The Warming Seas of Tunisia: A Threat to Marine Biodiversity

A school of fish in the blue sea water
Blue TN
Tunis, Tunisia
The Warming Seas of Tunisia: A Threat to Marine Biodiversity

A recent report from the Mediterranean Science Commission reveals that the average sea surface temperature in the Mediterranean has increased by almost 1.5°C over the past century. This has led to a decline in marine biodiversity, as many species can no longer survive in their traditional habitats.

Tunisia is experiencing significant impacts on its marine biodiversity due to climate change. A study published in the journal Aquatic Conservation: Marine and Freshwater Ecosystems found that rising sea temperatures and changing ocean chemistry are causing significant impacts on the marine biodiversity of Tunisia. Seagrasses and other crucial habitats are disappearing, leading to declines in many fish and invertebrate species. Another study published in the journal PLOS ONE discovered that the increase in sea surface temperatures is leading to changes in the abundance and distribution of some species of zooplankton, which are an important food source for many marine organisms in Tunisia. Moreover, the timing of the spawning season for some fish species, like the European anchovy and sardine, has shifted by up to two weeks over the past few decades, likely as a result of changing sea temperatures.

To better understand this phenomenon we went to meet Mohamed Salah Ben Romdhane, a Professor at the National Agronomic Institute of Tunisia and a specialist in the impact of climate change on marine biodiversity. who explains in more detail the impacts of the climate crisis on marine biodiversity in Tunis.

According to a study published in the journal PLOS ONE, the Mediterranean’s marine biodiversity has decreased by almost 34% over the past 50 years, with climate change being a significant factor. Rising sea temperatures have led to the disappearance of some species, such as seagrasses and certain fish species, while other species have been forced to move to different areas to survive. The Mediterranean is one of the most vulnerable regions in the world to the impacts of climate change on marine biodiversity, according to a study published in the journal Nature Climate Change. Up to 50% of marine species could be lost by the end of the century.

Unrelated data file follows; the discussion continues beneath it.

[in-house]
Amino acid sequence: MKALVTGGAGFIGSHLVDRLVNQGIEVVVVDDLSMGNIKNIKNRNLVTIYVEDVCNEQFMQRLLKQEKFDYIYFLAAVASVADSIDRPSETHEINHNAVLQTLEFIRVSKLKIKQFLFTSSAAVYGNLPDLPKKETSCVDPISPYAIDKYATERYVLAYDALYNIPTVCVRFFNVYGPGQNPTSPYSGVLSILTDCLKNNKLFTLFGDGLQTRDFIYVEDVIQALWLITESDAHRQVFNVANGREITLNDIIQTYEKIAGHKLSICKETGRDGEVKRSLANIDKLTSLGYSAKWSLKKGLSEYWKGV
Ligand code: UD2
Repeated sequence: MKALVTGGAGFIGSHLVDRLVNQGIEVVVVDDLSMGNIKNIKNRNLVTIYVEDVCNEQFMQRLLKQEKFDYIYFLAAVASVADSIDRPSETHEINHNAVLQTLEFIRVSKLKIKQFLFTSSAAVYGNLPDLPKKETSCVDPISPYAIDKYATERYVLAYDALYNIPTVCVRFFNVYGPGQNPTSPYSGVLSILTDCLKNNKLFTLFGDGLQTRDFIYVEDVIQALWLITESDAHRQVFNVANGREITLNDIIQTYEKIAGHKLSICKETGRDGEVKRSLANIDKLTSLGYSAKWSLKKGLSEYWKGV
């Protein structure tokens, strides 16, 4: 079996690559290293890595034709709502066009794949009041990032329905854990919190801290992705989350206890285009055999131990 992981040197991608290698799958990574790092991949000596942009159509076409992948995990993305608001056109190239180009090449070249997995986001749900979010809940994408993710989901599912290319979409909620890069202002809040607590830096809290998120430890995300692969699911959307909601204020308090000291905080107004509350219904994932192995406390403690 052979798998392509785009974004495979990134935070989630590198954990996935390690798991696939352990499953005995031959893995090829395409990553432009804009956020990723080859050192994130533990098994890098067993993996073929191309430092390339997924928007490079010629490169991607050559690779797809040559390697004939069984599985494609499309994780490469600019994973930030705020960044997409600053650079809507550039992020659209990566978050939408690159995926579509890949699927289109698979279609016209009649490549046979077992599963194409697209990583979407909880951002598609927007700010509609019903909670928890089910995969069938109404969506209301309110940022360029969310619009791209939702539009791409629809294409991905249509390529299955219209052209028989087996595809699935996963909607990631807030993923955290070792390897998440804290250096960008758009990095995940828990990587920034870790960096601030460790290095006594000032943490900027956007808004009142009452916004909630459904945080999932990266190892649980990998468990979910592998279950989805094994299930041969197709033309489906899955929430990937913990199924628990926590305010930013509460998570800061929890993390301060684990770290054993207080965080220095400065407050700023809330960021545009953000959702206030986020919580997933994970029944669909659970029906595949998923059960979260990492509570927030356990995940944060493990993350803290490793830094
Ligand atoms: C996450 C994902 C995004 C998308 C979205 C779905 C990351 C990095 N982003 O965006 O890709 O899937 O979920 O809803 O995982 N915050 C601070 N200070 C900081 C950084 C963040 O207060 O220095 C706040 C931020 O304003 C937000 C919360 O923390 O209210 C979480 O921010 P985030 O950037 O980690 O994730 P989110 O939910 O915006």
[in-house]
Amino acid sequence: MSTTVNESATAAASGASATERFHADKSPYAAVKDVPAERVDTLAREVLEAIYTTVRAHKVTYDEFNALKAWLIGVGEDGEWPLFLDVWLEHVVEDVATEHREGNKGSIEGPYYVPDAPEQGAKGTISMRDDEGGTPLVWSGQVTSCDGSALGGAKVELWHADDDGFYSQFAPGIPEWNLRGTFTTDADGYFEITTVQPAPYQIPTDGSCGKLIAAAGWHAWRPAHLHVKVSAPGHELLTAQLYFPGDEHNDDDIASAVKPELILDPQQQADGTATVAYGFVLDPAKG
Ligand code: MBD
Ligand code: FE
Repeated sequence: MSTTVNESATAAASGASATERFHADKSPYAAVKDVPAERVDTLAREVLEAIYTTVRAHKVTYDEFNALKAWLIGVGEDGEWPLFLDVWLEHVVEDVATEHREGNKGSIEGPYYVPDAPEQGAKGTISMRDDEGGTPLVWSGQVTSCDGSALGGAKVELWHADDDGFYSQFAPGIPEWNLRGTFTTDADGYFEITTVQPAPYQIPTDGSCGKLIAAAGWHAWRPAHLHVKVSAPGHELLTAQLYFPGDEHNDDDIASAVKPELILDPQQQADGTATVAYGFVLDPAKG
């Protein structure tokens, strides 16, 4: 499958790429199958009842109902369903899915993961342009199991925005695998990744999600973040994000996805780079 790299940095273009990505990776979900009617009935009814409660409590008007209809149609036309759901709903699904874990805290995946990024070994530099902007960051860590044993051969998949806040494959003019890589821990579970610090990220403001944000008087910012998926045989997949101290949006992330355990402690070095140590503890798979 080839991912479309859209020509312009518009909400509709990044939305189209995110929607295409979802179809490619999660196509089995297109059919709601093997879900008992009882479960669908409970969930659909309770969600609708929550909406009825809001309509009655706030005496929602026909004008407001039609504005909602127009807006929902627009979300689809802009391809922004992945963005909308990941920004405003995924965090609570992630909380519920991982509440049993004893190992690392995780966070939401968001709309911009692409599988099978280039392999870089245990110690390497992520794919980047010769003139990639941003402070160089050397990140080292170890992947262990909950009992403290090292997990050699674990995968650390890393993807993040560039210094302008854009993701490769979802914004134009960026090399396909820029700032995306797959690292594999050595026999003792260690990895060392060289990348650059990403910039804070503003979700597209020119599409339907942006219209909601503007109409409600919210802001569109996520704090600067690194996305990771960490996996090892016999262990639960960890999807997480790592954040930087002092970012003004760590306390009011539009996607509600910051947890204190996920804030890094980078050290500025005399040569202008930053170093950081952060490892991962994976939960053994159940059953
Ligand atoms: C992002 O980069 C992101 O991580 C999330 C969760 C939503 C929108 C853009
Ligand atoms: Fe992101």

The acidification of the Mediterranean Sea is also a significant concern for marine biodiversity. As carbon dioxide is absorbed into the ocean, it reacts with seawater to create carbonic acid, making it more challenging for many species to build their shells and skeletons. This can have devastating consequences for species such as corals and mollusks. A study published in the journal Marine Pollution Bulletin found that the Mediterranean is becoming more acidic at a rate that is five times faster than the global average.

map showing in red the high temperature of the Mediterranean sea
Western Mediterranean: exceptionally high temperatures observed by Mercator Ocean, 2022 / Credit: Mercator Ocean.

The most significant impact of climate change on the Mediterranean’s marine life is the proliferation of invasive species. As sea temperatures rise, species from warmer waters are migrating northward, disrupting entire ecosystems and threatening the survival of native species. In addition, climate change is causing changes in the timing of crucial ecological events, such as the spawning and migration of certain species. For instance, the bluefin tuna spawning season in the Mediterranean has shifted by almost two weeks over the past few decades, according to a study published in the journal Global Change Biology. A study published in the journal Biological Invasions discovered that invasive species are spreading at an alarming rate in the Mediterranean, with over 1,000 new species having been recorded in the region over the past century. Rising sea temperatures are one of the primary drivers of this trend, allowing species from warmer waters to migrate northward and establish themselves in new areas.

Urgent action is needed to address the issue of climate change in the Mediterranean Sea. Reducing greenhouse gas emissions, and protecting the Posidonia by establishing more protected areas to help preserve vulnerable species and ecosystems is crucial.

This story was produced with support from Internews' Earth Journalism Network. It was first published in BlueTN on 4 April 2023 and has been lightly edited for length and clarity. BlueTN is one of the Mediterranean Media Initiative media partners. 

Banner image: A school of fishes in the sea, 2022 / Credit: Kate Estes via Unsplash.

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